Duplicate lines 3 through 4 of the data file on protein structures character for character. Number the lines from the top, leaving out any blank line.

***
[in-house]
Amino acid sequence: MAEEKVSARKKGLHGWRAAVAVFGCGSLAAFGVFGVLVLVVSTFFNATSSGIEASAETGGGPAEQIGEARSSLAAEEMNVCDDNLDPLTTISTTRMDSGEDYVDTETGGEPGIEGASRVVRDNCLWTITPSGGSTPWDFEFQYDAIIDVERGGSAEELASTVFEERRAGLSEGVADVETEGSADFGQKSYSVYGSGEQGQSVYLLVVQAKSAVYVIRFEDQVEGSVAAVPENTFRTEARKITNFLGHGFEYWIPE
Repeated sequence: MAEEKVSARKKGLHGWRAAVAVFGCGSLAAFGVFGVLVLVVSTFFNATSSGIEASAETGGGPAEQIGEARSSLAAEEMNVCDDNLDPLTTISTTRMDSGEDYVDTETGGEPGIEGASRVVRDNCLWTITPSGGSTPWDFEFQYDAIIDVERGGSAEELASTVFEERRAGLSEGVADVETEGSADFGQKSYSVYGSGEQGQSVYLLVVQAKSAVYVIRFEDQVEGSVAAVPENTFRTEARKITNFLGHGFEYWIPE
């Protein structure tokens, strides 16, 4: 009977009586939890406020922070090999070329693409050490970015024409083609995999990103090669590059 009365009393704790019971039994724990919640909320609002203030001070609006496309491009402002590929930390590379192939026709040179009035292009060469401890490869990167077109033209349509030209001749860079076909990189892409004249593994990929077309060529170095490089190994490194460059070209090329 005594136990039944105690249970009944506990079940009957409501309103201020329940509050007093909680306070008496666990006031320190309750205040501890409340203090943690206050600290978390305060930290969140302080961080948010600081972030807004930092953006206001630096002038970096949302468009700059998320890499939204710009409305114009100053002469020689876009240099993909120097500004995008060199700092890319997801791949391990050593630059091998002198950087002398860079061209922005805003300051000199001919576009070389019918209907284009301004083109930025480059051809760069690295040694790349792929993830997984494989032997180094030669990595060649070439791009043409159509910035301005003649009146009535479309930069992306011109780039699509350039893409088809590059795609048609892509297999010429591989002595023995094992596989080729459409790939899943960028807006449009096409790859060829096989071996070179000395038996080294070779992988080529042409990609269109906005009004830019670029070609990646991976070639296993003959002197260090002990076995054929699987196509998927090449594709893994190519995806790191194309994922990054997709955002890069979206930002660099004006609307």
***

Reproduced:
Repeated sequence: MAEEKVSARKKGLHGWRAAVAVFGCGSLAAFGVFGVLVLVVSTFFNATSSGIEASAETGGGPAEQIGEARSSLAAEEMNVCDDNLDPLTTISTTRMDSGEDYVDTETGGEPGIEGASRVVRDNCLWTITPSGGSTPWDFEFQYDAIIDVERGGSAEELASTVFEERRAGLSEGVADVETEGSADFGQKSYSVYGSGEQGQSVYLLVVQAKSAVYVIRFEDQVEGSVAAVPENTFRTEARKITNFLGHGFEYWIPE
């Protein structure tokens, strides 16, 4: 009977009586939890406020922070090999070329693409050490970015024409083609995999990103090669590059 009365009393704790019971039994724990919640909320609002203030001070609006496309491009402002590929930390590379192939026709040179009035292009060469401890490869990167077109033209349509030209001749860079076909990189892409004249593994990929077309060529170095490089190994490194460059070209090329 005594136990039944105690249970009944506990079940009957409501309103201020329940509050007093909680306070008496666990006031320190309750205040501890409340203090943690206050600290978390305060930290969140302080961080948010600081972030807004930092953006206001630096002038970096949302468009700059998320890499939204710009409305114009100053002469020689876009240099993909120097500004995008060199700092890319997801791949391990050593630059091998002198950087002398860079061209922005805003300051000199001919576009070389019918209907284009301004083109930025480059051809760069690295040694790349792929993830997984494989032997180094030669990595060649070439791009043409159509910035301005003649009146009535479309930069992306011109780039699509350039893409088809590059795609048609892509297999010429591989002595023995094992596989080729459409790939899943960028807006449009096409790859060829096989071996070179000395038996080294070779992988080529042409990609269109906005009004830019670029070609990646991976070639296993003959002197260090002990076995054929699987196509998927090449594709893994190519995806790191194309994922990054997709955002890069979206930002660099004006609307």